The Privilege of Gratitude
About a decade ago, when I was trying desperately to conceive, I read an essay by a woman who was traumatized by the fact that her obstetrician had to use last-minute medical intervention during the delivery of her baby. She had spent months, she explained, taking every measure to ensure that she would have a natural childbirth. And then: She had to succumb to “Western medicine.” The fact that she ended up delivering a healthy baby was only one sentence in her 3,000-word essay.
At the time I read this, I hadn’t realized how her essay was emblematic of a much larger victimization culture. I just remember thinking: Wow, this woman is truly ungrateful.
Today, of course, victim status has become a privileged achievement. Forget innovation or helping to improve the world. What gets you published on the cool websites is being able to detail a horrible thing that “society” has done to you, and nursing those wounds for as much empathy (pity?) as you can get.
Leaving aside the potential harm to their targets, I have come to feel sorry for our modern-day victim junkies. For one, they have confused theory for reality. They appear to have learned — perhaps at an esteemed university? — that the world is divided into oppressors and oppressed, victimizers and victims, and every encounter can classify you — “privilege” you — as a victim, a revered member of the oppressed class.
What they don’t seem to have learned is that Marxism failed precisely because Marx forgot to take into account human nature. Human nature is complex. Life isn’t perfect. Bad things happen.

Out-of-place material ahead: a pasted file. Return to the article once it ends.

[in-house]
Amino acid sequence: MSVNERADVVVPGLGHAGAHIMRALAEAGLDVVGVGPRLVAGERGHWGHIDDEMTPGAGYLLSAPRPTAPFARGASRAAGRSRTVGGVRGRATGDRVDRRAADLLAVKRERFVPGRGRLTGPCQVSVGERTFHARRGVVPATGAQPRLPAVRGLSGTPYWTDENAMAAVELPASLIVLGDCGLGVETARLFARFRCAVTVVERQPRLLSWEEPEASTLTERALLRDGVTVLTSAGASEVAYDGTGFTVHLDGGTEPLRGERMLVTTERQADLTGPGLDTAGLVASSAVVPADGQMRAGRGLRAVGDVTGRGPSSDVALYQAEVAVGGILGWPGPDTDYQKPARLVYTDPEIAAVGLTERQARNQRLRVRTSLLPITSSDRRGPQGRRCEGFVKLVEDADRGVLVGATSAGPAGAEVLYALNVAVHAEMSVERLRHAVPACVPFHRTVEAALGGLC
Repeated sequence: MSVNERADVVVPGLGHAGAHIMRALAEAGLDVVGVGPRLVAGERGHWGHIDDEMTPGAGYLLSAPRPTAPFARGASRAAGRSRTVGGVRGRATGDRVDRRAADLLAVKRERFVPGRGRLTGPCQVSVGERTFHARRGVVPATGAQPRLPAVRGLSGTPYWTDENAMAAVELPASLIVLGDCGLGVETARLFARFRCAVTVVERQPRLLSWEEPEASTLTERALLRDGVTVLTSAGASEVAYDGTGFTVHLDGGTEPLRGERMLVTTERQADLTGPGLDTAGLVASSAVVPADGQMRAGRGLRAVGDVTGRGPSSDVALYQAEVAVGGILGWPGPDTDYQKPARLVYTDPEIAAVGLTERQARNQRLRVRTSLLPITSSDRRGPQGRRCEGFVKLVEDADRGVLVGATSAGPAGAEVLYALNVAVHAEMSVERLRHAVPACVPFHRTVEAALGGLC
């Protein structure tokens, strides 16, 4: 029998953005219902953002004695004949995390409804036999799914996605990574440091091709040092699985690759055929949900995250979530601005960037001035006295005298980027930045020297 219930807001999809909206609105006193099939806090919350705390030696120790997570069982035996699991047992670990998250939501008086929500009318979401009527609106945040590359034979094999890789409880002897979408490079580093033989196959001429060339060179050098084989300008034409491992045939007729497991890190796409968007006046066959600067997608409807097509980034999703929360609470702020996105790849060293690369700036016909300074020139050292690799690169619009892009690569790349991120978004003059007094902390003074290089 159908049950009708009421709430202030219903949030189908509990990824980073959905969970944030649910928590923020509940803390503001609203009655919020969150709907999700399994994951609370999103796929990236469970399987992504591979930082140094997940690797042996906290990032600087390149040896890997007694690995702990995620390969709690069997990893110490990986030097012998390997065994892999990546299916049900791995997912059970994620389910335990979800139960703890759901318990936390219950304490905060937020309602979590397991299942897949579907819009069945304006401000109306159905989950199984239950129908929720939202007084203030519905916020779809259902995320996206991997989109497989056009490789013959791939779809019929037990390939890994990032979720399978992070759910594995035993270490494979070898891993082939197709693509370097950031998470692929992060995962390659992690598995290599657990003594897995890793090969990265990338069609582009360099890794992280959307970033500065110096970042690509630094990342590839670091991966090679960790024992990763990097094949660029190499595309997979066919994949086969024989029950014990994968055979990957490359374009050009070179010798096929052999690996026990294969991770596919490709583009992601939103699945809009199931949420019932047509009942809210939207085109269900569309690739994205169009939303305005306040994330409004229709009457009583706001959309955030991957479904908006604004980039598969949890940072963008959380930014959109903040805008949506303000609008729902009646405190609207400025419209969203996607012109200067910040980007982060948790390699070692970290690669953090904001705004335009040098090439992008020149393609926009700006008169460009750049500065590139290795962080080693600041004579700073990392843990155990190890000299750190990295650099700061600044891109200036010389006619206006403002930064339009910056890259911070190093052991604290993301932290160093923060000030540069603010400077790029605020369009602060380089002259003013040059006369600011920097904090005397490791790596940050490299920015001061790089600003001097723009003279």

Victimization theory has been trying to create a fabricated world where humanity can be perfected. Humanity cannot be perfected, only improved. And, of course, one victim’s oppressor is often another person’s savior. The same “Western medicine” that this woman bemoaned enabled me to deliver a healthy boy two years later.
But there’s a more essential point: Why would you want to be a victim? My older brother tormented me for nearly 15 years. He caused my first set of stitches. I could have wallowed throughout my teens and 20s; instead, at 16 I started dating his best friend. That ended that.
My brother went on to become a successful doctor who loves and respects me. He also went on to go through two massive tragedies that put my childhood victimization instantly into perspective. His first wife was run over by a car. His second son died during delivery. He too could have wallowed in a victim state. Instead, he grieved deeply, and then gently moved on.
If we’re going to be honest about human nature, let’s acknowledge that embracing a victim status can be tempting. I was tempted myself recently, when I was working on a book project and someone tried to sabotage it. For months, I got so caught up in that mindset that I didn’t allow myself to fully enjoy the project, and the positivity it was generating.
When you wallow in victim status, there is no room to feel gratitude.
Which leads me back to my initial point: When you wallow in victim status, there is no room to feel gratitude, and it is the ability to feel gratitude that is one of life’s great privileges. It is the ability to stop for a few minutes each day and appreciate our children, our friends, the beauty of life. Even those of us who have not been brainwashed by victimization theory often forget to feel gratitude. Yes, we do after sickness or tragedy, but the elevated life is to find gratitude in the mundane.
I have a Facebook friend in India who sends me a meme of gratitude every night. Initially, I found it odd (I had never interacted with him), and then, when life wasn’t going well, I’d find it annoying. But I’ve come to think of these memes as welcome daily reminders.
And you know the funny thing about gratitude? When we allow ourselves to feel it, the fact that we and life are not perfect becomes an afterthought. Life, however messed up it is at times, is indeed beautiful, and each moment is indeed a blessing. And when you learn to look for the light, it will find you.
Karen Lehrman Bloch is a cultural critic and author of “The Lipstick Proviso: Women, Sex & Power in the Real World” (Doubleday). Her writings have appeared in The New York Times, The New Republic, The Wall Street Journal and Metropolis, among others.